How to line up shots for stitched panoramic images

Anthony-Lakes-chair-lift

I like to carry a simple point-and-shoot Canon S900 pocket camera. It is convenient for capturing of-the-moment photos, but it produces a frustrating lack of detail when I am faced with large panoramic nature scenes.

Adobe Photoshop CC and other programs now have very advanced image stitching and photo merging capabilities. Here I will show you how to frame up your shots for the best possible stitched results. Of course, you can make much better quality images with good camera and a tripod, but this method is to make the most of hand-held pocket cameras.


Four techniques:

Panorama-Instructions-01Standing at the side of the highway, with my camera zoomed all of the way out, this is what I see through the lens. The aspect ratio is 4:3, and the resolution is 4000×3000 px.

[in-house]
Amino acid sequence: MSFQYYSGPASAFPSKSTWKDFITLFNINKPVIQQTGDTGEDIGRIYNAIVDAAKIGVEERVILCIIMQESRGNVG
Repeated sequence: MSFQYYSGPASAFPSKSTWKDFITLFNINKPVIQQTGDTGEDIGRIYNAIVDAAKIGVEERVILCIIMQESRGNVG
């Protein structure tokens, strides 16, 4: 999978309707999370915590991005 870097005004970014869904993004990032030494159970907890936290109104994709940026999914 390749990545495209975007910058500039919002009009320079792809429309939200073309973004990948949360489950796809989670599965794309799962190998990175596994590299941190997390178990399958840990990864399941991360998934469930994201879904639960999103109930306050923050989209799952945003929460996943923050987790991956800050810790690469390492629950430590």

While this is very nice looking, I would like to create an image of much greater detail, that shows the grand, looming presence of the mountains that I experienced with my naked eye.

All four examples are taken from one spot on the side of the road.


Example 1:
Zoomed-in landscape pan

PROS: My favorite. High resolution and low distortion. CONS: May need to zoom out for better composition and context.

Panorama-Instructions-02 1A. Holding your camera in landscape mode, zoom in to your subject, and choose a frame that includes all of the foreground and sky that you need for your final composition.

Panorama-Instructions-03 1B. Start panning across horizontally. Move your frame about one-third each time. You will need the overlap to make up for lens distortion and vignetting.

Panorama-Instructions-04 1C. Continue panning across until you have all the shots you need for your composition. Be careful to keep a point of reference, like the horizon, to make sure you shoot straight.

Panorama-Instructions-05 1D. Here are the actual photos. It took ten images to pan across the mountain range. Note the natural, in-lens vignetting. This should be removed in the stitching process. You are now ready to stitch photos in your graphics program.